By James Zambroski
February 9th, 2006 -- Day 24
Pieces to the Puzzle
There have been close to 40 witnesses in the state's case so far. Prosecutor Keith Henderson likens what they've said to pieces in a puzzle, cautioning reporters not to concentrate too much on one piece or one day's testimony.
I have not been able to bring you every witness in this column; my experience, training, judgment and interest has focused on what I consider the highlights, although I believe you've gotten a complete picture of the trial so far.
I've decided this might be a good time to bring you some thumbnail sketches of witnesses not written about so far, to fill in the puzzle.
Cindy Mattingly: This Hoosier soccer mom might be one of the last people to see her friend Kimberly Camm alive. They sat together while Jill Camm and Mattingly's daughter finished a dance class just a couple of hours before the murders. Mattingly testified that Mrs. Camm told her she had to get home between 7:00 and 7:30 p.m. to meet her husband, David Ray Camm.
The prosecution believes this conversation was important because it blows Camm's alibi, that he routinely played basketball at a church on Thursday evenings. The state believes Mrs. Camm was unaware that her husband was going out that night and that the basketball game was not a regular part of Camm's routine.
The defense objected to Mattingly's testimony on the grounds that it was hearsay. Camm's rights were violated, they say, because the defense, obviously, was unable to cross-examine Mrs. Camm. But the judge allowed the jury to hear what Mattingly remembered from that conversation. Later, defense attorneys said Mrs. Mattingly either didn't remember it right or misunderstood its context.
Vickey Yates: She was in charge of the after school/after care program at Graceland Christian School, the private school attended by Jill and her brother Bradley. Jill often went there after kindergarten, waiting for a family member (generally her mother, after work) to pick her up. She testified that everything about Jill and that day at after care seemed normal.
Karla Heinz was Jill's kindergarten teacher at Graceland. On the stand, she described Jill as "beautiful, quiet and sweet." She told the jury that she did not recall Jill having any complaints about injuries on September 28, 2000, the day she died.
She also said that Kimberly Camm signed most of Jill's evaluations. During Jill Camm's autopsy, pathologists discovered injuries to her genital area that they said could be the result of molestation. But during opening statements, the defense suggested that those injuries could have just as easily come from the child falling against playground equipment. The state's questioning of Mrs. Heinz appears to be a preemptive strike against that theory.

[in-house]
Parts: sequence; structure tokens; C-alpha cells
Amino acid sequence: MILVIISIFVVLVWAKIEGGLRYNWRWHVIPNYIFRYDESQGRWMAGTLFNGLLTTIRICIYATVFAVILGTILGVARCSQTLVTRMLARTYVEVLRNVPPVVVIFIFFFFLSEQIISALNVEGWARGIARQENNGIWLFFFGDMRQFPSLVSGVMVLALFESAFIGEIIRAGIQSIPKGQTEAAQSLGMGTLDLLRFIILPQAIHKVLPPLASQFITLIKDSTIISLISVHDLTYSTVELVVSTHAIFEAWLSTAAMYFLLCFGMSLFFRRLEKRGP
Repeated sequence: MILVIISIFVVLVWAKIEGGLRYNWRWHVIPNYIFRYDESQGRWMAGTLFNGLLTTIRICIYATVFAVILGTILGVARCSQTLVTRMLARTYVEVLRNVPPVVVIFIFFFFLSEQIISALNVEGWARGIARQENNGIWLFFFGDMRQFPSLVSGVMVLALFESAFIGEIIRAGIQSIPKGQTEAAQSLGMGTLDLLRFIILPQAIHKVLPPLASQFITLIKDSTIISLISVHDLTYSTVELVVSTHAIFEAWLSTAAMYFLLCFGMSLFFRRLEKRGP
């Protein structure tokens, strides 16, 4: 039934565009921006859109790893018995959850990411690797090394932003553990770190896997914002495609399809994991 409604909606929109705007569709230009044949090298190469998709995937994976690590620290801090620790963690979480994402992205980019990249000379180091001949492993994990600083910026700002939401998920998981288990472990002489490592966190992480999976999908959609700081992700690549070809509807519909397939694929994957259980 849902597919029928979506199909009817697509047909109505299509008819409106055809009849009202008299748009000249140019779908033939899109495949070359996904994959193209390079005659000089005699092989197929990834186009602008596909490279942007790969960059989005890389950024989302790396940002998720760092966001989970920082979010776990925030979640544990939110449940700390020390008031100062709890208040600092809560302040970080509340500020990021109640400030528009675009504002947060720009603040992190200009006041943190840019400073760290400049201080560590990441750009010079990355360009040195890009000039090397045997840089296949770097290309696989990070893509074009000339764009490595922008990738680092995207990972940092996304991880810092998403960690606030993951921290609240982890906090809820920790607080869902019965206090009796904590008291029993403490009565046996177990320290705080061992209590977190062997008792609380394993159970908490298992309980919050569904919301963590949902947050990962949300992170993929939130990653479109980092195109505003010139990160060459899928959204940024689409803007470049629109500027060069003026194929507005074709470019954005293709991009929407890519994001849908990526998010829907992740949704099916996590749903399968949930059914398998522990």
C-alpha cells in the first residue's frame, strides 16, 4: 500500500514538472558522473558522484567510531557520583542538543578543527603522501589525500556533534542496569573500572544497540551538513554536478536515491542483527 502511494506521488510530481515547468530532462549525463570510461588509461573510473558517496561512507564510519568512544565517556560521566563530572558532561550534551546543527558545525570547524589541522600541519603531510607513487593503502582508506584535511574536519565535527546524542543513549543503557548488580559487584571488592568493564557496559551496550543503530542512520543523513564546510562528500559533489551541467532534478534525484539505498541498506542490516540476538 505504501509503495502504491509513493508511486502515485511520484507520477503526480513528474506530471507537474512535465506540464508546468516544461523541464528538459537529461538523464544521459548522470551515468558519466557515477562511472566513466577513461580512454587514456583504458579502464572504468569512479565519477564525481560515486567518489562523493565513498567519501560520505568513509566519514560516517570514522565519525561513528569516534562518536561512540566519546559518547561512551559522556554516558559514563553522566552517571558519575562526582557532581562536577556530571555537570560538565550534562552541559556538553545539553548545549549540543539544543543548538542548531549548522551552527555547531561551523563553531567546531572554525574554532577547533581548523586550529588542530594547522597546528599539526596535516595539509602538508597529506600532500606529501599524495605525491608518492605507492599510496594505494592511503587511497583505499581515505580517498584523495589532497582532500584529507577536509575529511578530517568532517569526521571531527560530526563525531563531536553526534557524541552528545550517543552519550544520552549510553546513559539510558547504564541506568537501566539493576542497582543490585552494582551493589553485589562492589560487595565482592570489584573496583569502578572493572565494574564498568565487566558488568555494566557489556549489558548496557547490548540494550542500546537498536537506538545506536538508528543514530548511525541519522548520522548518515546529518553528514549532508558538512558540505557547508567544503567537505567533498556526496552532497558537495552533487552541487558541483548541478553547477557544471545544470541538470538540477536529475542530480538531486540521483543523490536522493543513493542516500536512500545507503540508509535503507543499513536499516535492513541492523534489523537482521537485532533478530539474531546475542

Debra Aven is a Floyd County housewife who got to know Mrs. Camm while both their children attended swim practice together. On the night of the murders, Mrs. Aven sat beside Mrs. Camm at Hazelwood Middle School while Bradley and Mrs. Aven's son practiced.
Mrs. Aven testified she usually waited outside for her son, but on the evening of September 28, she went inside. She said she'd known Mrs. Camm for about a year-and-a-half, almost exclusively through the swim team activities. She described her as "quiet and shy." She said Mrs. Camm never spoke about her personal life and that she did not recall anything unusual in the parking lot that night after practice.
Donald Ray Forrester is serving a 195-year sentence for rape and assault. His prison record goes back to 1970. He is currently diagnosed as having terminal cancer, among other illnesses, and came to court with a large cast on his right arm.
Forrester said he was a cellmate of Camm's at one time and told the jury that he once found Camm crying at 4:30 a.m. while Camm was standing next to a trash can. He testified that Camm spoke of being haunted by Bradley's cries for help the night of the murders. But under cross-examination, Forrester admitted that he was receiving large doses of morphine and that he'd been treated for mental illness since 1987.
James Hatton is another convict who claimed to know Camm while they were imprisoned together prior to Camm's brief release following his successful appeal. Hatton testified that Camm told him details of the murders, including why he'd killed his wife (she was leaving him) and that he'd moved the bodies in order to explain blood on his t-shirt.